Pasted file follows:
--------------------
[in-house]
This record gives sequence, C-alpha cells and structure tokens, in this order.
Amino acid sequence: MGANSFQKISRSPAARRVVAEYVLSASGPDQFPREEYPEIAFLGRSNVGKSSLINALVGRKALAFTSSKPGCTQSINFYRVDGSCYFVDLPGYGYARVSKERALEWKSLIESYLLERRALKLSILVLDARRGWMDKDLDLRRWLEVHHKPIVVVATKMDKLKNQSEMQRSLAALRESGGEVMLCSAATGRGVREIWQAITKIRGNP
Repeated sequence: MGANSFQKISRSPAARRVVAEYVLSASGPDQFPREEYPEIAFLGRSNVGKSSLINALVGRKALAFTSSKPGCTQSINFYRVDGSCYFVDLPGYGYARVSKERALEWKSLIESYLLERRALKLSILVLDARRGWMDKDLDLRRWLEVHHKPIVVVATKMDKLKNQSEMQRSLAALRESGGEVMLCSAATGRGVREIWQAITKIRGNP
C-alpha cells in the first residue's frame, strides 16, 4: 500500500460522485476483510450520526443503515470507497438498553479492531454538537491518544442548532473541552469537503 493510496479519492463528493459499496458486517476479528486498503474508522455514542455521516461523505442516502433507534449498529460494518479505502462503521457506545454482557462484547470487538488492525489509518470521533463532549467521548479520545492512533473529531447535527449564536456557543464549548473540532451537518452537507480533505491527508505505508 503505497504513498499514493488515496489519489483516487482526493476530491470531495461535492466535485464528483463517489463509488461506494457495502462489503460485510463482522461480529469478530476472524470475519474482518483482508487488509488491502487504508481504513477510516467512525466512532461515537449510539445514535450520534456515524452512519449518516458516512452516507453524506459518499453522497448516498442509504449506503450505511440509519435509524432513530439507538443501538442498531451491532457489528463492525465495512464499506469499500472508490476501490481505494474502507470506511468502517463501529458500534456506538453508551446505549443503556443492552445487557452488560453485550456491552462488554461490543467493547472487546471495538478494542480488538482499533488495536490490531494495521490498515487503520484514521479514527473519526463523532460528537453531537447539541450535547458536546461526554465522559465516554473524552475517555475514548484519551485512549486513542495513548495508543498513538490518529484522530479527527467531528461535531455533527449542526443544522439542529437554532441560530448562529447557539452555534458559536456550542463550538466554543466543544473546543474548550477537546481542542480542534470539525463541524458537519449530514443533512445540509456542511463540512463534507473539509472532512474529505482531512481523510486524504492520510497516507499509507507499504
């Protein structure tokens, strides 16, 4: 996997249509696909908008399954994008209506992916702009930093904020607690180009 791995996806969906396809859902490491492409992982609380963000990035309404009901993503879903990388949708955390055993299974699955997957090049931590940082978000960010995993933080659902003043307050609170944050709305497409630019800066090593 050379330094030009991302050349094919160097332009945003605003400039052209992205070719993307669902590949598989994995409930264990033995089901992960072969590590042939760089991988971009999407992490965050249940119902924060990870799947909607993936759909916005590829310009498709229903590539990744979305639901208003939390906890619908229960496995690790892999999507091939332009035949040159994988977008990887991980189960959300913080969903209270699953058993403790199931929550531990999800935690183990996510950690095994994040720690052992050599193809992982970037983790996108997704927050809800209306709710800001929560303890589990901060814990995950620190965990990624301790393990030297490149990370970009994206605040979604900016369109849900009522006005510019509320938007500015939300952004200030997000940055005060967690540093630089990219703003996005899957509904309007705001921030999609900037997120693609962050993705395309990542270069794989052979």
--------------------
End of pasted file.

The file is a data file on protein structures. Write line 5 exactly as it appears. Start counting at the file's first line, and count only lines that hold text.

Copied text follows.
C-alpha cells in the first residue's frame, strides 16, 4: 500500500460522485476483510450520526443503515470507497438498553479492531454538537491518544442548532473541552469537503 493510496479519492463528493459499496458486517476479528486498503474508522455514542455521516461523505442516502433507534449498529460494518479505502462503521457506545454482557462484547470487538488492525489509518470521533463532549467521548479520545492512533473529531447535527449564536456557543464549548473540532451537518452537507480533505491527508505505508 503505497504513498499514493488515496489519489483516487482526493476530491470531495461535492466535485464528483463517489463509488461506494457495502462489503460485510463482522461480529469478530476472524470475519474482518483482508487488509488491502487504508481504513477510516467512525466512532461515537449510539445514535450520534456515524452512519449518516458516512452516507453524506459518499453522497448516498442509504449506503450505511440509519435509524432513530439507538443501538442498531451491532457489528463492525465495512464499506469499500472508490476501490481505494474502507470506511468502517463501529458500534456506538453508551446505549443503556443492552445487557452488560453485550456491552462488554461490543467493547472487546471495538478494542480488538482499533488495536490490531494495521490498515487503520484514521479514527473519526463523532460528537453531537447539541450535547458536546461526554465522559465516554473524552475517555475514548484519551485512549486513542495513548495508543498513538490518529484522530479527527467531528461535531455533527449542526443544522439542529437554532441560530448562529447557539452555534458559536456550542463550538466554543466543544473546543474548550477537546481542542480542534470539525463541524458537519449530514443533512445540509456542511463540512463534507473539509472532512474529505482531512481523510486524504492520510497516507499509507507499504